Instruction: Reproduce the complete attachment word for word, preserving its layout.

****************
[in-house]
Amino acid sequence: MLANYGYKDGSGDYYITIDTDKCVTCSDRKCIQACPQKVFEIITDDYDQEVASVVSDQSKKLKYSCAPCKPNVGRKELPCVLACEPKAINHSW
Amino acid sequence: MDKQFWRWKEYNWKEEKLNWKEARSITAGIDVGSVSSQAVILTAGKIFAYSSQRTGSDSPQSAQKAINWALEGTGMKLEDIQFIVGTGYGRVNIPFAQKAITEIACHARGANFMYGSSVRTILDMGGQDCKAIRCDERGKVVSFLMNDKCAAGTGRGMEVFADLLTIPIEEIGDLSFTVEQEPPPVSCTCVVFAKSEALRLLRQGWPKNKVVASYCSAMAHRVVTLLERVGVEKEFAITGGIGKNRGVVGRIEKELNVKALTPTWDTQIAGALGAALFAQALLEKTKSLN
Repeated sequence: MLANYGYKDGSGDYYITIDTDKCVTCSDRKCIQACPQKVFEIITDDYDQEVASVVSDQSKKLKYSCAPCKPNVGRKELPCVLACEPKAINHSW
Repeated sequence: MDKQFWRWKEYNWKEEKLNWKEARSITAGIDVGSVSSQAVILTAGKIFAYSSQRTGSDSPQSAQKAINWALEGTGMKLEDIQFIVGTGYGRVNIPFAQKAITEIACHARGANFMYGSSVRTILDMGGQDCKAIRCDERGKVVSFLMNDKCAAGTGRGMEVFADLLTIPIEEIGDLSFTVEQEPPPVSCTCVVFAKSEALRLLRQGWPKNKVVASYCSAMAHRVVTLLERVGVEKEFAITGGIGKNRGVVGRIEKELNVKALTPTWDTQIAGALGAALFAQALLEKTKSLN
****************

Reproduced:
[in-house]
Amino acid sequence: MLANYGYKDGSGDYYITIDTDKCVTCSDRKCIQACPQKVFEIITDDYDQEVASVVSDQSKKLKYSCAPCKPNVGRKELPCVLACEPKAINHSW
Amino acid sequence: MDKQFWRWKEYNWKEEKLNWKEARSITAGIDVGSVSSQAVILTAGKIFAYSSQRTGSDSPQSAQKAINWALEGTGMKLEDIQFIVGTGYGRVNIPFAQKAITEIACHARGANFMYGSSVRTILDMGGQDCKAIRCDERGKVVSFLMNDKCAAGTGRGMEVFADLLTIPIEEIGDLSFTVEQEPPPVSCTCVVFAKSEALRLLRQGWPKNKVVASYCSAMAHRVVTLLERVGVEKEFAITGGIGKNRGVVGRIEKELNVKALTPTWDTQIAGALGAALFAQALLEKTKSLN
Repeated sequence: MLANYGYKDGSGDYYITIDTDKCVTCSDRKCIQACPQKVFEIITDDYDQEVASVVSDQSKKLKYSCAPCKPNVGRKELPCVLACEPKAINHSW
Repeated sequence: MDKQFWRWKEYNWKEEKLNWKEARSITAGIDVGSVSSQAVILTAGKIFAYSSQRTGSDSPQSAQKAINWALEGTGMKLEDIQFIVGTGYGRVNIPFAQKAITEIACHARGANFMYGSSVRTILDMGGQDCKAIRCDERGKVVSFLMNDKCAAGTGRGMEVFADLLTIPIEEIGDLSFTVEQEPPPVSCTCVVFAKSEALRLLRQGWPKNKVVASYCSAMAHRVVTLLERVGVEKEFAITGGIGKNRGVVGRIEKELNVKALTPTWDTQIAGALGAALFAQALLEKTKSLN